{3} The profound difference between our system-in terms of the nature of power-and what we traditionally understand by dictatorship, a difference I hope is clear even from this quite superficial comparison, has caused me to search for some term appropriate for our system, purely for the purposes of this essay. If I refer to it henceforth as a “post-totalitarian” system, I am fully aware that this is perhaps not the most precise term, but I am unable to think of a better one. I do not wish to imply by the prefix “post” that the system is no longer totalitarian; on the contrary, I mean that it is totalitarian in a way fundamentally different from classical dictatorships, different from totalitarianism as we usually understand it.

. . . .

{4} The manager of a fruit-and-vegetable shop places in his window, among the onions and carrots, the slogan: “Workers of the world, unite!” Why does he do it? What is he trying to communicate to the world? Is he genuinely enthusiastic about the idea of unity among the workers of the world? Is his enthusiasm so great that he feels an irrepressible impulse to acquaint the public with his ideals? Has he really given more than a moment’s thought to how such a unification might occur and what it would mean?

{5} I think it can safely be assumed that the overwhelming majority of shopkeepers never think about the slogans they put in their windows, nor do they use them to express their real opinions. That poster was delivered to our greengrocer from the enterprise headquarters along with the onions and carrots. He put them all into the window simply because it has been done that way for years, because everyone does it, and because that is the way it has to be. If he were to refuse, there could be trouble. He could be reproached for not having the proper decoration in his window; someone might even accuse him of disloyalty. He does it because these things must be done if one is to get along in life. It is one of the thousands of details that guarantee him a relatively tranquil life “in harmony with society,” as they say.

{6} Obviously the greengrocer . . . does not put the slogan in his window from any personal desire to acquaint the public with the ideal it expresses. This, of course, does not mean that his action has no motive or significance at all, or that the slogan communicates nothing to anyone. The slogan is really a sign, and as such it contains a subliminal but very definite message. Verbally, it might be expressed this way: “I, the greengrocer XY, live here and I know what I must do. I behave in the manner expected of me. I can be depended upon and am beyond reproach. I am obedient and therefore I have the right to be left in peace.” This message, of course, has an addressee: it is directed above, to the greengrocer’s superior, and at the same time it is a shield that protects the greengrocer from potential informers. The slogan’s real meaning, therefore, is rooted firmly in the greengrocer’s existence. It reflects his vital interests. But what are those vital interests?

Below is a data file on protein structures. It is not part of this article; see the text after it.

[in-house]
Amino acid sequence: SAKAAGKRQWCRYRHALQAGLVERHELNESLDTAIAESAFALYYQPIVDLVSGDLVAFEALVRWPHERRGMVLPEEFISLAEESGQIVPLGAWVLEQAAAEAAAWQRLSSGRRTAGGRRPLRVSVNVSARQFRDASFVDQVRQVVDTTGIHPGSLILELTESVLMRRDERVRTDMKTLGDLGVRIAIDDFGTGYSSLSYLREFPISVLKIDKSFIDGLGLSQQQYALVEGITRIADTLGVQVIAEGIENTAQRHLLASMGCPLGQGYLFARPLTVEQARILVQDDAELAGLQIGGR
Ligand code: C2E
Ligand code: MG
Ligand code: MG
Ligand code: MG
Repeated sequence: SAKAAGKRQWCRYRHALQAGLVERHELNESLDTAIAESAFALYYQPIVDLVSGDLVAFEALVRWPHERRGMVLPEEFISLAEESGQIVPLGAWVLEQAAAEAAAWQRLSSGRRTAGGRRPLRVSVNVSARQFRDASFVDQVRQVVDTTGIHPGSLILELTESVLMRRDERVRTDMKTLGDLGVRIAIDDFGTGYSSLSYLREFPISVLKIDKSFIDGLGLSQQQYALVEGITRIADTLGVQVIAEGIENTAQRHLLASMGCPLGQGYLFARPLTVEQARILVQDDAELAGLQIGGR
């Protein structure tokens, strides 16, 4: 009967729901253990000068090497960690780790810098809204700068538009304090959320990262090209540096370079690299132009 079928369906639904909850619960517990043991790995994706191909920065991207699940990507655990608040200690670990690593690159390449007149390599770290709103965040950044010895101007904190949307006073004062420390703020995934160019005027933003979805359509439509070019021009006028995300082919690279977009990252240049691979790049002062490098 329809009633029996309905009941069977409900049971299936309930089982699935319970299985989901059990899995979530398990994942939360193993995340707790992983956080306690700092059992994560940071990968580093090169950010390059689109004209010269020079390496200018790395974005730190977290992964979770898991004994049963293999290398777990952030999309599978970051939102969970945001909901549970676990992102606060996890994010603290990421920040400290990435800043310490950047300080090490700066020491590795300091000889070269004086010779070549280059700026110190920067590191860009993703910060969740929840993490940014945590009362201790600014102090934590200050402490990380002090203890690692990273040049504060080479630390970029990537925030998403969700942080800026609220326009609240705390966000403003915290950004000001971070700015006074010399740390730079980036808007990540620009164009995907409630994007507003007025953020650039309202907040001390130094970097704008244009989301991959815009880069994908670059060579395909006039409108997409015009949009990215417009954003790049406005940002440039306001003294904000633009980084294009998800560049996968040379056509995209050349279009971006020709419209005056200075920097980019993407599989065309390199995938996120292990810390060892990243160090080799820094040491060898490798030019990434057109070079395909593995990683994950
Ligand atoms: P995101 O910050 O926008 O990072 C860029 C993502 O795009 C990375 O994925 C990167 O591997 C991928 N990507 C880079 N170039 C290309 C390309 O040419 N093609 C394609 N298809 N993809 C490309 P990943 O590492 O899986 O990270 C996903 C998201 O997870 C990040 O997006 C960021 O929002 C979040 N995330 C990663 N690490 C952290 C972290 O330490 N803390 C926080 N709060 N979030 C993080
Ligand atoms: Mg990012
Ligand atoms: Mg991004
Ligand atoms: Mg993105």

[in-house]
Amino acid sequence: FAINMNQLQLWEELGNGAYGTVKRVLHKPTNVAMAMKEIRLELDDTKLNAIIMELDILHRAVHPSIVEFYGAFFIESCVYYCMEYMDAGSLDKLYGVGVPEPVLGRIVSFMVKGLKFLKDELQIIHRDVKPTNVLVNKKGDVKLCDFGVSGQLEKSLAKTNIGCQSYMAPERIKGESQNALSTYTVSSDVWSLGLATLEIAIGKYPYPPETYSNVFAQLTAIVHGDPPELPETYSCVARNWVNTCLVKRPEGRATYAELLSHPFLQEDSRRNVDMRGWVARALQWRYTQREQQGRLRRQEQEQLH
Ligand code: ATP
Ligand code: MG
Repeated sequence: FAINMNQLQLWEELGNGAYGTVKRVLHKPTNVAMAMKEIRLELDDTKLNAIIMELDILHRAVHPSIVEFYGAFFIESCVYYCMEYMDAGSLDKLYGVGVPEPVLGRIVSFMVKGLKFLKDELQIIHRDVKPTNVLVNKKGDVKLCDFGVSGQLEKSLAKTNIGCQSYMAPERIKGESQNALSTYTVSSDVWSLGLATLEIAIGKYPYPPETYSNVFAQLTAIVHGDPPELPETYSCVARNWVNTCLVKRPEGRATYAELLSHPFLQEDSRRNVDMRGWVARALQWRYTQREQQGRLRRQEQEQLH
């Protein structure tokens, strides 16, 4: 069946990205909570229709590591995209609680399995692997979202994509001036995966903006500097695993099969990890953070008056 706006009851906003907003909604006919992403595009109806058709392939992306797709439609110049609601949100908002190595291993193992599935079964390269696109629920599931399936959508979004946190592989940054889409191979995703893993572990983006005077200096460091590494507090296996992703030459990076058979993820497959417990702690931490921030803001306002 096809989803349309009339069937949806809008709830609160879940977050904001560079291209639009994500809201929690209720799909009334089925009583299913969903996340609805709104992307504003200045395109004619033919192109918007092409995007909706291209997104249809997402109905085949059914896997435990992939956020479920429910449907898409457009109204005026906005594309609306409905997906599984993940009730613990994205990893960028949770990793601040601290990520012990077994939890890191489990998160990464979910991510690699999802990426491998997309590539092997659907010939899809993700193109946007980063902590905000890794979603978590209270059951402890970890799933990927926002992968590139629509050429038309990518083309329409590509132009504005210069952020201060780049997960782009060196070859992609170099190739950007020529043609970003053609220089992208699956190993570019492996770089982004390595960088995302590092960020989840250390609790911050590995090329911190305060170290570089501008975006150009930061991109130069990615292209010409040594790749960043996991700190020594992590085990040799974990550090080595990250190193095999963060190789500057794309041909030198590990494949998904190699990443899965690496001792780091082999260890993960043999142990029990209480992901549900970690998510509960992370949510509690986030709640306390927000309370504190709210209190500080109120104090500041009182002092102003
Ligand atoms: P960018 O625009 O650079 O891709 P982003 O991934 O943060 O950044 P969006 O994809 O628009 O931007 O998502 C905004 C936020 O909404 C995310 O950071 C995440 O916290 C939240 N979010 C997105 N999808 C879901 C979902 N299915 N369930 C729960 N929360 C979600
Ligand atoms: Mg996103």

{7} Let us take note: if the greengrocer had been instructed to display the slogan “I am afraid and therefore unquestioningly obedient;’ he would not be nearly as indifferent to its semantics, even though the statement would reflect the truth. The greengrocer would be embarrassed and ashamed to put such an unequivocal statement of his own degradation in the shop window, and quite naturally so, for he is a human being and thus has a sense of his own dignity. To overcome this complication, his expression of loyalty must take the form of a sign which, at least on its textual surface, indicates a level of disinterested conviction. It must allow the greengrocer to say, “What’s wrong with the workers of the world uniting?” Thus the sign helps the greengrocer to conceal from himself the low foundations of his obedience, at the same time concealing the low foundations of power. It hides them behind the facade of something high. And that something is ideology.